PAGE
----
84 Los Angeles attractions for tourists and natives alike

Visit these essential Los Angeles attractions, whether you're a tourist in for the weekend or a native looking to explore



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Griffith Park

  • Free

Spanning an impressive 4,210 acres, it's easy to get lost in LA's largest public green space, much of which remains unchanged from the days when Native Americans settled here. For more activity-minded folks, there are myriad attractions (Griffith merry-go-round, LA Zoo, the Observatory), plus hiking routes, horseback riding trails and three sets of tennis courts.

  1. 4730 Crystal Springs Dr
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Page Museum at the La Brea Tar Pits

  • Price band: 1/4

Back in 1875, a group of amateur paleontologists discovered animal remains in the pits at Rancho La Brea, which bubbled with asphalt from a petroleum lake under what is now Hancock Park. Some 140 years later, the pros are still at work here, having dragged more than 3.5 million fossils from the mire in the intervening years. Many of these specimens are now on display in this delightfully old-fashioned museum. Outside, the pits still bubble with black goo—in summer, you can watch paleontologists at work in the excavation of Pit 91 and inhale the nasty tang of tar in the air.

  1. 5801 Wilshire Blvd
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Sunset Strip

Just below the star-studded Hollywood Hills, West Hollywood’s mile-and-a-half stretch of Sunset Boulevard has long been the epicenter of a unique mix of sleaze and glam. It’s nearly impossible to miss the building-sized billboards, kitsch—Mel’s, Pink Dot, Carney’s, Saddle Ranch—and legendary clubs—Whiskey A Go-Gothe Roxythe Viper RoomHouse of Blues—that line the famous street. Though the music scene has mostly fled east, you’ll still find industry types mingling in Sunset Plaza’s high-end restaurants and boutiques.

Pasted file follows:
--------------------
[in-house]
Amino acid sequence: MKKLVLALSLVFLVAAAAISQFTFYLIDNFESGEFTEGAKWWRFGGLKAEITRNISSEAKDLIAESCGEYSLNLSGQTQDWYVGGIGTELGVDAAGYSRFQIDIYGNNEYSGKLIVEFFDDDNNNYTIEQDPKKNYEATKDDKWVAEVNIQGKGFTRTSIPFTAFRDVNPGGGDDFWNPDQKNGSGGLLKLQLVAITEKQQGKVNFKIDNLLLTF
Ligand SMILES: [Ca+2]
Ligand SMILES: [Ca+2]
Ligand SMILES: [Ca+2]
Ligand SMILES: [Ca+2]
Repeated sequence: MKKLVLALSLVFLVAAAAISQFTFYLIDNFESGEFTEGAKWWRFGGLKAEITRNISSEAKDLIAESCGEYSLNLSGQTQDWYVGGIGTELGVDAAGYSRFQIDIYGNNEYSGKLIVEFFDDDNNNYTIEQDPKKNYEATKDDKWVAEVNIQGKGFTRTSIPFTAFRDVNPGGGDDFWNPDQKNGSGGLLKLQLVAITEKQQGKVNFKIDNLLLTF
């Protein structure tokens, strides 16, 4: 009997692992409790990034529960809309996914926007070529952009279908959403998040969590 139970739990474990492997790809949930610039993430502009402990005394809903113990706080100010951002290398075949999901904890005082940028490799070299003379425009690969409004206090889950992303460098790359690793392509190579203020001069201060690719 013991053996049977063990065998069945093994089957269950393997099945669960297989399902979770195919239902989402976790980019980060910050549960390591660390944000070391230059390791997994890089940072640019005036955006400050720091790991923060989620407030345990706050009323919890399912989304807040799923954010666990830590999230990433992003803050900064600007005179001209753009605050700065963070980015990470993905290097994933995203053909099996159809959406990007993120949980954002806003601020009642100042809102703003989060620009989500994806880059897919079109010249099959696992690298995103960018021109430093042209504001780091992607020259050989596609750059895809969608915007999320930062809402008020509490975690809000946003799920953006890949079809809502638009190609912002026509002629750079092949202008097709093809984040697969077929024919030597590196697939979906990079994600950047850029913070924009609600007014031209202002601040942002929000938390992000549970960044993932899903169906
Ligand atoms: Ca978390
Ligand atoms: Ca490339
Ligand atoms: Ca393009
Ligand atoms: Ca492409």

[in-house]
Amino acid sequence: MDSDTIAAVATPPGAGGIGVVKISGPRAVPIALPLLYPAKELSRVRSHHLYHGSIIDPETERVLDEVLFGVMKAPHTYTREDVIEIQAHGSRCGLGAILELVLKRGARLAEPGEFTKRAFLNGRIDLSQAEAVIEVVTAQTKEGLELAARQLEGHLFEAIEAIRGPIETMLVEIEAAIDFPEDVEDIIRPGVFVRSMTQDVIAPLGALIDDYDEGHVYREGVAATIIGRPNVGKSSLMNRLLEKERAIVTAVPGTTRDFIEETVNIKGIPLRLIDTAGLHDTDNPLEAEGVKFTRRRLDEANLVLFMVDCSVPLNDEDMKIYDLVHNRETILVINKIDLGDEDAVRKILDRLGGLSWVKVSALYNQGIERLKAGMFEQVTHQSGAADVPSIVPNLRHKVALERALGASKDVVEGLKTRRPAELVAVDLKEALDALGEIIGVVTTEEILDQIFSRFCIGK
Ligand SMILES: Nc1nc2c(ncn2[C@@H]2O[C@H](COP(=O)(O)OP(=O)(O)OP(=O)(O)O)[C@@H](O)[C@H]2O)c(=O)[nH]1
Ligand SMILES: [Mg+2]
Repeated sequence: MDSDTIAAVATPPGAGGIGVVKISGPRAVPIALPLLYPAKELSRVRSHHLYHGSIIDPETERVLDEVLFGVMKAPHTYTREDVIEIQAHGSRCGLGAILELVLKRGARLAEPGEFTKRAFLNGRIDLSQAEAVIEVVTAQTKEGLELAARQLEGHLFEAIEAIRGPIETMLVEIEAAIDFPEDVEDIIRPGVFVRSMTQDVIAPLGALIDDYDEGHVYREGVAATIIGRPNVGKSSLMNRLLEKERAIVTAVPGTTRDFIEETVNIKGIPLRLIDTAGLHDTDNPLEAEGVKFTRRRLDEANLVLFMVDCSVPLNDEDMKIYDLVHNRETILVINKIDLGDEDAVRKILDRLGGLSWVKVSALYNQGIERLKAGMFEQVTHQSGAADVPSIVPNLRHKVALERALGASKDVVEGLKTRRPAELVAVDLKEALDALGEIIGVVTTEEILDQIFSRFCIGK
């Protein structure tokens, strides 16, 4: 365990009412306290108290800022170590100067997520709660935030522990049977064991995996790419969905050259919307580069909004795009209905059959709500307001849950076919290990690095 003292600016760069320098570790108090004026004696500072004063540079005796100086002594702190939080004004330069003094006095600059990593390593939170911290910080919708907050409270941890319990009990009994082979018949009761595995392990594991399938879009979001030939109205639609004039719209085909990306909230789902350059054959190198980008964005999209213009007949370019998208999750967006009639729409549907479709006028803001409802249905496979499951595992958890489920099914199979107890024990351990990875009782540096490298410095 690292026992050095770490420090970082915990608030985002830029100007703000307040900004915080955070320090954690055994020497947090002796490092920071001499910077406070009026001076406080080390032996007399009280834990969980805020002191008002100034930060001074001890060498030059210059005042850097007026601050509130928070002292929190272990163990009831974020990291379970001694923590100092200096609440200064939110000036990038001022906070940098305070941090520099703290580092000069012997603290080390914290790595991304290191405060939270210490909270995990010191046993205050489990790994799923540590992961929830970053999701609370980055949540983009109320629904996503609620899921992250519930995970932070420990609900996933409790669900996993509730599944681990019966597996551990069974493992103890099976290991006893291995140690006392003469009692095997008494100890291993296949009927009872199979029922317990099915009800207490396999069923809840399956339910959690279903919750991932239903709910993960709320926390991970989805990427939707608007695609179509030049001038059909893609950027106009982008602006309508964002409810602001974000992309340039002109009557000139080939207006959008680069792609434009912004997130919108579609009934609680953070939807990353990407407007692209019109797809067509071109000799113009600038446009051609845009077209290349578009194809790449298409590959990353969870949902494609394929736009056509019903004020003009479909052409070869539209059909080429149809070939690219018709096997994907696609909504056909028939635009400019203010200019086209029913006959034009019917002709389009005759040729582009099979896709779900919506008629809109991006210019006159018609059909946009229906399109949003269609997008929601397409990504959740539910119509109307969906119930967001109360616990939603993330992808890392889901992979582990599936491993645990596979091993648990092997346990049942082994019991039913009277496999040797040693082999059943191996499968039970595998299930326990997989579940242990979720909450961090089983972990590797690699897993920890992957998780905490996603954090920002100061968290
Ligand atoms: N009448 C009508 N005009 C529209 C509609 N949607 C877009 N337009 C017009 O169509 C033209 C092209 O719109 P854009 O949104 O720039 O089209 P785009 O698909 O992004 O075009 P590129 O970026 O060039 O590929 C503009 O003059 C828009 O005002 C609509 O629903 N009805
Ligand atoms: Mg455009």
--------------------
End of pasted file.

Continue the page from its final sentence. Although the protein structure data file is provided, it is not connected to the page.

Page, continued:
1. Sunset Blvd, (between Sierra Dr and Havenhurst Dr)
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Heritage Square Museum

  • Price band: 1/4

Step back in time with this living history museum, which allows visitors to experience Southern California life during the Victorian Era. Heritage Square is a collection of eight structures, including a railroad station from Century City, a church from Pasadena, and a variety of formerly private residences from across the city—each of which were constructed during the mid-to-late 1800s. All of them were saved from demolition, lifted off their foundations and trucked to this central spot where some have been restored and others are still in process. A real treat is the guided tour led by a well-taught (and sometimes hilarious) staff member dressed in period costume.

  1. 3800 Homer St
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El Capitan

  • Price band: 3/4

Yearning to relive your childhood and indulge in a Disney flick? El Capitan's your spot—the lavish 1926-built theater screens Disney's most current feature along with classics in between releases. Tickets are indeed pricier than other nearby cinemas, but then again, where else do you get to order an ice cream sundae and see a 2,500-pipe organ be played before the show?

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  1. 6838 Hollywood Blvd
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Richard Simmons’ Slimmons Studio